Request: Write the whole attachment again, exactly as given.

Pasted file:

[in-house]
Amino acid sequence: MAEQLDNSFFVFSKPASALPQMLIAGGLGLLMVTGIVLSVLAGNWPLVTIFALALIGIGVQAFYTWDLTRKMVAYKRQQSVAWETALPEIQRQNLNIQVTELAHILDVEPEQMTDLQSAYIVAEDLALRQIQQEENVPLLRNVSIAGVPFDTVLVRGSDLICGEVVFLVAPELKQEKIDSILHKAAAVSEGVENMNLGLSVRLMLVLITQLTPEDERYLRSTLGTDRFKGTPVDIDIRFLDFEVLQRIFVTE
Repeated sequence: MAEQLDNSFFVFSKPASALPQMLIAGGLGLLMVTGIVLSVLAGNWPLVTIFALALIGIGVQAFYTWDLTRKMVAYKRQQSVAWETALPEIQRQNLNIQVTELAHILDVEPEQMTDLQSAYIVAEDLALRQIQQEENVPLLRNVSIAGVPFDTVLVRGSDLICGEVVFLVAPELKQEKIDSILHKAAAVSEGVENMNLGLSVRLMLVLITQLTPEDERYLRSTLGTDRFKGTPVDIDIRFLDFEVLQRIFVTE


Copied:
[in-house]
Amino acid sequence: MAEQLDNSFFVFSKPASALPQMLIAGGLGLLMVTGIVLSVLAGNWPLVTIFALALIGIGVQAFYTWDLTRKMVAYKRQQSVAWETALPEIQRQNLNIQVTELAHILDVEPEQMTDLQSAYIVAEDLALRQIQQEENVPLLRNVSIAGVPFDTVLVRGSDLICGEVVFLVAPELKQEKIDSILHKAAAVSEGVENMNLGLSVRLMLVLITQLTPEDERYLRSTLGTDRFKGTPVDIDIRFLDFEVLQRIFVTE
Repeated sequence: MAEQLDNSFFVFSKPASALPQMLIAGGLGLLMVTGIVLSVLAGNWPLVTIFALALIGIGVQAFYTWDLTRKMVAYKRQQSVAWETALPEIQRQNLNIQVTELAHILDVEPEQMTDLQSAYIVAEDLALRQIQQEENVPLLRNVSIAGVPFDTVLVRGSDLICGEVVFLVAPELKQEKIDSILHKAAAVSEGVENMNLGLSVRLMLVLITQLTPEDERYLRSTLGTDRFKGTPVDIDIRFLDFEVLQRIFVTE